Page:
Research Reports - Alcohol and drug use before and during the first year after traumatic brain injury

J Head Trauma Rehabil. 2017 Sep 18. doi: 10.1097/HTR.0000000000000341. [Epub
ahead of print]

Beaulieu-Bonneau S(1), St-Onge F, Blackburn MC, Banville A, Paradis-Giroux AA,
Ouellet MC.

OBJECTIVES: To compare individuals with mild and moderate/severe traumatic brain
injury (TBI) on alcohol and drug use and substance use disorders before and in
the first year post-TBI; to explore sociodemographic and injury-related variables
associated with substance use disorders.
PARTICIPANTS: A total of 225 adults hospitalized in a level I trauma center after
DESIGN: Observational cohort study with retrospective (pre-TBI) and prospective
(4, 8, and 12 months post-TBI) assessments.
MAIN MEASURES: Mini International Neuropsychiatric Interview for Diagnostic and
Statistical Manual of Mental Disorders, Fourth Edition (DSM-IV).
RESULTS: The percentage of participants using alcohol or drug declined shortly
after the injury (4 months) but increased closer to preinjury levels by the end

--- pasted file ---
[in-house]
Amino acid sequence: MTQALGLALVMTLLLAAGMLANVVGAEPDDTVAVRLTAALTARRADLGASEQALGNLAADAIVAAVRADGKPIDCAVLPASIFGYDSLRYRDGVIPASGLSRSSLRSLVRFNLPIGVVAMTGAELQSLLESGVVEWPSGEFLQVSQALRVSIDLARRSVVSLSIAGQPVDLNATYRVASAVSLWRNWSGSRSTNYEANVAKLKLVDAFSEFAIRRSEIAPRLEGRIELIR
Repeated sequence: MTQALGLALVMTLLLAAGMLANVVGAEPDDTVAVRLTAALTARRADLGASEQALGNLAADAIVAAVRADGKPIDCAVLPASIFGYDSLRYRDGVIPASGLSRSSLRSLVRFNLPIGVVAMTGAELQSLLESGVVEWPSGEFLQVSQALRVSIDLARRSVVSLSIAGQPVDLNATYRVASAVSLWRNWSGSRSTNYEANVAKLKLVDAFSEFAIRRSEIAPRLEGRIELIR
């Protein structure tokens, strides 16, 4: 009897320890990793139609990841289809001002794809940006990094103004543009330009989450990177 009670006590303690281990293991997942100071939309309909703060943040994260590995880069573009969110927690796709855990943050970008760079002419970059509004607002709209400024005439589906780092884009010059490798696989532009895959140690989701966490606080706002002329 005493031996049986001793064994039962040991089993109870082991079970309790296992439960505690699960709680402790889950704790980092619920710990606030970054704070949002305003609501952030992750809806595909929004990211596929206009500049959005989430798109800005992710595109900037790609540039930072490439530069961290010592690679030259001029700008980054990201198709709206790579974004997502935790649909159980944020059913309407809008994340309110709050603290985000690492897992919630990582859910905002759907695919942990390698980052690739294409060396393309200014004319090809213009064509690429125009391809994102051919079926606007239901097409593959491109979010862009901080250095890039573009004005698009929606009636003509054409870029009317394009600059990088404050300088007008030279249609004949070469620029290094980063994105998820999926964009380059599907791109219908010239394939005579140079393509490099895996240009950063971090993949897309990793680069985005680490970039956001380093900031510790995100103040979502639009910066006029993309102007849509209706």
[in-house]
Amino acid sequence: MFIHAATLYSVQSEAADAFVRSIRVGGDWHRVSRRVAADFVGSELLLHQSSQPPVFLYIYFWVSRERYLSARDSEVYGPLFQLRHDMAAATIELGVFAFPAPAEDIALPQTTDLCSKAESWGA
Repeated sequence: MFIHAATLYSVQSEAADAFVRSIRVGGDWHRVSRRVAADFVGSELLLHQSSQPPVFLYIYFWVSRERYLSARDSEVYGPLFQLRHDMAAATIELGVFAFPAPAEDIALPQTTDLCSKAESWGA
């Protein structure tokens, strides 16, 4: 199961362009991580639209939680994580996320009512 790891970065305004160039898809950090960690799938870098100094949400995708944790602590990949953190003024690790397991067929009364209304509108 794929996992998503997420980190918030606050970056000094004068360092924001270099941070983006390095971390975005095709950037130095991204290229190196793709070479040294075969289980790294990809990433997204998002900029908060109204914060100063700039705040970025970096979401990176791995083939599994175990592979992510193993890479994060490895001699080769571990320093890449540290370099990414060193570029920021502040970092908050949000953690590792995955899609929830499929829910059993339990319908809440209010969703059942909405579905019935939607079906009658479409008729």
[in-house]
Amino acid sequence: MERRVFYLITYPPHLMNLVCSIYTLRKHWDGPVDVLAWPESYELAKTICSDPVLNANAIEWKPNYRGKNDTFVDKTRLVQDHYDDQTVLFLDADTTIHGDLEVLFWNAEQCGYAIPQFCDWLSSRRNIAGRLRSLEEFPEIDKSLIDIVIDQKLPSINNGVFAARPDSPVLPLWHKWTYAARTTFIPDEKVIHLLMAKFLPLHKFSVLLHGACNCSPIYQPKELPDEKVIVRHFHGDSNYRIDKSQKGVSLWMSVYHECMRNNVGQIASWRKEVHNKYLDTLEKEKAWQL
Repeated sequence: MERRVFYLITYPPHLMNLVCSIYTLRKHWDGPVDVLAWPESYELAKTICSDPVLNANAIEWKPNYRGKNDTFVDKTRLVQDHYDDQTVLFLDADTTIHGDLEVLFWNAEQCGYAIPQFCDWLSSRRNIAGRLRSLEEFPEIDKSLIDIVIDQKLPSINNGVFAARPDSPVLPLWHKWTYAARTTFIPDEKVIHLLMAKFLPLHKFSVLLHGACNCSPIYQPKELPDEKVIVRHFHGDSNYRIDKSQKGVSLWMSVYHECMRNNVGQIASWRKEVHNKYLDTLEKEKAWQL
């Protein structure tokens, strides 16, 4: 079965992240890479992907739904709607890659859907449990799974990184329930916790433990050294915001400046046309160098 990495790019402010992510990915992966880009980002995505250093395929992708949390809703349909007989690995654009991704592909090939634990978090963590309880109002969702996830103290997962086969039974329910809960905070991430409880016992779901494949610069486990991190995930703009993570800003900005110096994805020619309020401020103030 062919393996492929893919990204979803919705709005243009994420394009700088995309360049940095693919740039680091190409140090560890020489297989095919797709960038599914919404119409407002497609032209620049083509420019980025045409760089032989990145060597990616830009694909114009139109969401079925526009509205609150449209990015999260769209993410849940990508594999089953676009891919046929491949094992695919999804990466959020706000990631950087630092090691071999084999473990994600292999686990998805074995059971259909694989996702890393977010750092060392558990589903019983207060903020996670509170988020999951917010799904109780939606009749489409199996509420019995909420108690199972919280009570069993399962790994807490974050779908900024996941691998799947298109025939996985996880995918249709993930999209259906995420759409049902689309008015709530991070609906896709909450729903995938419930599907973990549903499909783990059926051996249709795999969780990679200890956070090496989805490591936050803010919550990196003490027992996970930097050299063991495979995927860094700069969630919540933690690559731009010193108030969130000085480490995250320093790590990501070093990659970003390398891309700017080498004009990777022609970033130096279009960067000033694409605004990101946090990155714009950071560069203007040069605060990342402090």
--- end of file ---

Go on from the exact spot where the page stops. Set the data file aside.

of the first year. Post-TBI alcohol use was higher after mild than
moderate/severe TBI, but drug use was similar. About 11% of participants met
criteria for a substance use disorder in the first year after TBI. Younger age,
not being in a relationship, and suspected substance intoxication at the time of
TBI were associated with the presence of a post-TBI substance use disorder.
CONCLUSION: Individuals with milder injuries return to alcohol use earlier than
those with more severe injuries. Given that substance use may alter recovery,
preventive recommendations and systematic follow-ups are warranted regardless of
injury severity and access to rehabilitation. 

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